Lionel Messi, Steven Gerrard and Cristiano Ronaldo are among the world's best players, and their pay reflects their position within the sport but how does it compare to high achievers in other industries?

It may be debatable whether footballers justify these wages - everybody is entitled to their opinion - but are they worth it relative to the world's highest earners, namely the CEOs of worldwide companies?

Compared to the big-hitters of the boardroom, footballers are paid with small change. Of course, the sport's top stars, the likes of Cristiano Ronaldo, Lionel Messi and Wayne Rooney are all handsomely rewarded for their brief sojourns onto the field of the play, but compared to the CEOs of Apple, Walt Disney and Nike, Messi and co don't do as well as you think.

In a straight comparison, the boardroom rules the boot room. Taking basic pay as the yard stick - and discounting stock options - CEOs of vast multinational corporations in some cases take home hundreds of thousands more per week than football's biggest names.

And if stock options are not included on the corporate pay-slip, it's only fair to discount player sponsorship deals as well. Therefore this comparison simply includes CEO basic pay plus bonuses and footballers' weekly wages.

Disgraced Barclays boss Bob Diamond waived his £20m payout after he was forced to swallow the LIBOR scandal, but his £2m annual salary, combined with bonuses, saw the American banker pocket £17m, or £326,000 per week as an equivalent.

The chief of Walt Disney, Robert A Iger, received £25.36m last year, or £487,000 per week. Rupert Murdoch of News Corp has reportedly broken through the £300,000 a week barrier, while Gregory Case, chief executive of Aon - Manchester United's shirt sponsor - received £214,615 last year - almost £150,000 a week more than the average United player.

On the football pitch, Wayne Rooney, who proudly runs around with Case's logo across his chest, takes home a reported £150,000 a week on his latest five-year United contract.

Other Premier League stars take home a similar amount, Chelsea trio Fernando Torres, John Terry and Frank Lampard all negotiated similar deals, while Liverpool captain Steven Gerrard is thought to earn around £140,000 a week.

The two La Liga titans, Cristiano Ronaldo and Lionel Messi both reportedly earn around £190,000 per week - a similar amount to Apple CEO Tim Cook, and slightly more than McDonalds boss James Skinner and Nike supremo Mark G Parker - both close to £150,000 a week.

Football clubs may boast the popularity - and companies regularly piggyback as sponsors to get close to the fans - but the big bucks remain in the boardroom.

Messi and Ronaldo's respective Spanish clubs, Real Madrid and Barcelona, also lead the way in terms of average player salaries. The recent Global Sports Salaries Survey 2012 found that Barcelona pay their average first team player £101,160 per week, the highest of any sports team in the world.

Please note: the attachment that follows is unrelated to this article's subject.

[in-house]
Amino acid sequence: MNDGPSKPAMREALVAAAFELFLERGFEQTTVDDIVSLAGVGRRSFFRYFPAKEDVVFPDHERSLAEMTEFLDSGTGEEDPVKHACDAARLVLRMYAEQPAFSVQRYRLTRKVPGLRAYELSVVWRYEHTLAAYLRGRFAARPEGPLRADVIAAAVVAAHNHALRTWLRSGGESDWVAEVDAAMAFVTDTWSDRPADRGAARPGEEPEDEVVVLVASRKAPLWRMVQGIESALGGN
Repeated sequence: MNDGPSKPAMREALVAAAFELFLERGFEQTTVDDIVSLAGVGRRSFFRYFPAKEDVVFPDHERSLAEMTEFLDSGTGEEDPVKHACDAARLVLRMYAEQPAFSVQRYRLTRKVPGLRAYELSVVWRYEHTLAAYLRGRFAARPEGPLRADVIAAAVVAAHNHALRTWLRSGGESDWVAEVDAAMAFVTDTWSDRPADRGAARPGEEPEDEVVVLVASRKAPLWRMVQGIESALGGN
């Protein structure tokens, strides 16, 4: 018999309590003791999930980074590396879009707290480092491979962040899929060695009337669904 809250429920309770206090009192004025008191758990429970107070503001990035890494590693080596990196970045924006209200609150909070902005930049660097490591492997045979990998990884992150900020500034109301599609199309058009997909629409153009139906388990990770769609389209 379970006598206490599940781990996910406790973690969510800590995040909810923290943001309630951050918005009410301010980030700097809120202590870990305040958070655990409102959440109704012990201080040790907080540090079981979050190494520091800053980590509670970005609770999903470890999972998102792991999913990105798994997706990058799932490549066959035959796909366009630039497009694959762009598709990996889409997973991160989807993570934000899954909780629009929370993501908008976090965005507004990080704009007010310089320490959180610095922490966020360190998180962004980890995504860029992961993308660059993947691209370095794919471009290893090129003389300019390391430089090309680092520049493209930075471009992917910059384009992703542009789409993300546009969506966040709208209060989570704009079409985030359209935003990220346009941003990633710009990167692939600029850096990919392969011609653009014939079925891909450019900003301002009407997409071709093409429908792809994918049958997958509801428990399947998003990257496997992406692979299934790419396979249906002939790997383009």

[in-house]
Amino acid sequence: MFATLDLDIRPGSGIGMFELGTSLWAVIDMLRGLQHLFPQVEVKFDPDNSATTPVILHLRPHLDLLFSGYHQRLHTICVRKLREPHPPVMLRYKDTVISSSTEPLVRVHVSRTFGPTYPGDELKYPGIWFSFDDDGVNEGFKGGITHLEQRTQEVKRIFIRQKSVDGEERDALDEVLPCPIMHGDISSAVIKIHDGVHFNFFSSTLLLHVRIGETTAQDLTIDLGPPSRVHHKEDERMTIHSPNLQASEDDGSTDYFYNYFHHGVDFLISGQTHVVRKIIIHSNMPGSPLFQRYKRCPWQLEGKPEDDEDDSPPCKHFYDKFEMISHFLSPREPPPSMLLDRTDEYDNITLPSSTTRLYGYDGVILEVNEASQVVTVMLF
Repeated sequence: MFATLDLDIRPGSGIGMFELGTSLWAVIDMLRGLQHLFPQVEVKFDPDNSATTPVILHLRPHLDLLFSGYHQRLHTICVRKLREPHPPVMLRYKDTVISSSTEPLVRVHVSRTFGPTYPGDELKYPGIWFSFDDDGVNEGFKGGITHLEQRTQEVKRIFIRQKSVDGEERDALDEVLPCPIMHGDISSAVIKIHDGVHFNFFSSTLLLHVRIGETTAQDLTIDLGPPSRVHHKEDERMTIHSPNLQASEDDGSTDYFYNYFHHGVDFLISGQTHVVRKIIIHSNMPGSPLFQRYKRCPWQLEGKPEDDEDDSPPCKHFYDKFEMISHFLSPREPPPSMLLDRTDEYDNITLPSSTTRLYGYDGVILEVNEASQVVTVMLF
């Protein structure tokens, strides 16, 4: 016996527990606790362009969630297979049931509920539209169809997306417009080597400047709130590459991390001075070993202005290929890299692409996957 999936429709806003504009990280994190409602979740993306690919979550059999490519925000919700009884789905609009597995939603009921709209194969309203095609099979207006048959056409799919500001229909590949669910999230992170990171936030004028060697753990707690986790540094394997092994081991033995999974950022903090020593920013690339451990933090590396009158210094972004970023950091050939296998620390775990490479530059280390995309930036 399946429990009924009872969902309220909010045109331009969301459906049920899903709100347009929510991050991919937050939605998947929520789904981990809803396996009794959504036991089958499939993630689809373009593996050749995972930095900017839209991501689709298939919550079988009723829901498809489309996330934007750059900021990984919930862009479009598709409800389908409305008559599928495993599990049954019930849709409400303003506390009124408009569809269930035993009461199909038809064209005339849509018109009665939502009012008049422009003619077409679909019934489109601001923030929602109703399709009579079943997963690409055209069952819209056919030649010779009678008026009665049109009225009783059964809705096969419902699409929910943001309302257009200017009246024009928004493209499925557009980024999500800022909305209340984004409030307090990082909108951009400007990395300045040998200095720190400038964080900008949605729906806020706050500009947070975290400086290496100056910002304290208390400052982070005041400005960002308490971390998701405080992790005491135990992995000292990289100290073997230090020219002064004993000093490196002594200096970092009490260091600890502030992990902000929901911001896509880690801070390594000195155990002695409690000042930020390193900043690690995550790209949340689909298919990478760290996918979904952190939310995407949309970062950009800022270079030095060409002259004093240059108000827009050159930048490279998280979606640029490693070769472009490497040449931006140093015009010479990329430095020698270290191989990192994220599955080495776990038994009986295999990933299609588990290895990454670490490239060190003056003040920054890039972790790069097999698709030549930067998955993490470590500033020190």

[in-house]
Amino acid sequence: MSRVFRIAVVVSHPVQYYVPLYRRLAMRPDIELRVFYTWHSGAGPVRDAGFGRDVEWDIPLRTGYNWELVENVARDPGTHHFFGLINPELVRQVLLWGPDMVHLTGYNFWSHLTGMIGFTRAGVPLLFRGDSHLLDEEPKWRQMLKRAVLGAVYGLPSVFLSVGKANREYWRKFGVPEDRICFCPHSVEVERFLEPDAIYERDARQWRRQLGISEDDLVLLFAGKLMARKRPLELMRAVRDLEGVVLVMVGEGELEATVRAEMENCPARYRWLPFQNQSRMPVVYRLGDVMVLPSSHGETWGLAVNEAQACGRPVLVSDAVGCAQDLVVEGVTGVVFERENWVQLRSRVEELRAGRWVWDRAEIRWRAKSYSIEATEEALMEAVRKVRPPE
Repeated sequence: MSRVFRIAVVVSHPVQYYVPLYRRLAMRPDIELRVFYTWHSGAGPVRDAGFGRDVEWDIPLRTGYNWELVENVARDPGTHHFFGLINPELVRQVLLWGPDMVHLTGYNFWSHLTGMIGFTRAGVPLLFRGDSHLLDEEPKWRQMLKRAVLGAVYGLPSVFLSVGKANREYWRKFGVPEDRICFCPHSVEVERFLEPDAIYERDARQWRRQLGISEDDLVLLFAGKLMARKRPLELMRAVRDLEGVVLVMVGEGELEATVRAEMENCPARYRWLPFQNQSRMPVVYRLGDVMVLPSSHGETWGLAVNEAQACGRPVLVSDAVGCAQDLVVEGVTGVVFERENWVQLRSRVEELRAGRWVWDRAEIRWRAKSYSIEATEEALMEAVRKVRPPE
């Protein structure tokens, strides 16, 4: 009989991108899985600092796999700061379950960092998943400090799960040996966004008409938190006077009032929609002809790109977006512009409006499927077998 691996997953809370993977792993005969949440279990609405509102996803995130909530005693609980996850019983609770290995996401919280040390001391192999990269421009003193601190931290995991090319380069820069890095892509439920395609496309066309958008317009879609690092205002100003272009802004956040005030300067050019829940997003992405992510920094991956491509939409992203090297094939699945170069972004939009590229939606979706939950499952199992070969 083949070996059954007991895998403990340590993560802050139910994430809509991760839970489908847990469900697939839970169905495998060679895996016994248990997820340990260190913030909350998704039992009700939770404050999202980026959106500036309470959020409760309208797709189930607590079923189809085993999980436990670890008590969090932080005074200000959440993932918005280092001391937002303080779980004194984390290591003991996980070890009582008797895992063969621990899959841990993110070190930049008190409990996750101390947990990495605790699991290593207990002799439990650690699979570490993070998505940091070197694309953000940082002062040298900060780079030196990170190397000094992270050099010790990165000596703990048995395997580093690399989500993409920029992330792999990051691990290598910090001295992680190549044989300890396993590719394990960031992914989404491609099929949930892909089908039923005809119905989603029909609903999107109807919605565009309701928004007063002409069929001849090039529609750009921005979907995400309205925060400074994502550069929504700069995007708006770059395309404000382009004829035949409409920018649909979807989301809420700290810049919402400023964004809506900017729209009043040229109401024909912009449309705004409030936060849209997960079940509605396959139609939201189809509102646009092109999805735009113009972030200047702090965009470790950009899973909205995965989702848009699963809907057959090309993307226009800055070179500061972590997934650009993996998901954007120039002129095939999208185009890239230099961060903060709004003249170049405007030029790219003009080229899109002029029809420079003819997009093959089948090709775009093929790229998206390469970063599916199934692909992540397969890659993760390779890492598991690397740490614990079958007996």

With Andres Iniesta, Xavi, David Villa, Carles Puyol, not to mention Leo Messi, all on the payroll its perhaps not surprising that the average wage tops the £100k mark. For the past few years they have been by far the world's best team, and keeping such a talented team together takes money as well as management.

Unsurprisingly Real Madrid lie second with the average first-teamer earning £90,859, while Manchester City lead the Premier League clubs with £86,280.

Chelsea round out the top four, with the average Stamford Bridge player taking home £79,197. Manchester United, Chelsea and Arsenal all make the top 20 highest paying sports teams - United's stars earning £64,344, Arsenal's £61,532 and Liverpool's £60,954.

With an average weekly wage of £60,000, the Premier League stars are certainly well-rewarded, but compared to the companies who plaster their names on their shirts, the likes of Lampard and Gerrard earn much less.

The world's best players may command ever higher salaries, and with the influx of money from Russia and the Middle East, Premier League clubs can increasingly afford them.

But in comparison with other global brands, Premier League clubs have relatively small balance sheets. Their profits - if any - pale in comparison to the likes of Apple and McDonalds, two of the biggest companies in the world.

And as a result, the CEOs in charge of these companies earn the highest salaries in the world, often running into the tens of millions of pound each year.

And while the world's best footballer earns a huge amount, Messi's total is still less than half the pay received by those in the boardrooms of the world's biggest companies.

The old cliche that football is big business doesn't really ring true when you compare the figures.

Still, £60,000 a week isn't bad if you can get it, it's just not in the same league as the bosses of the real big businesses.

Topics:
#Premier League
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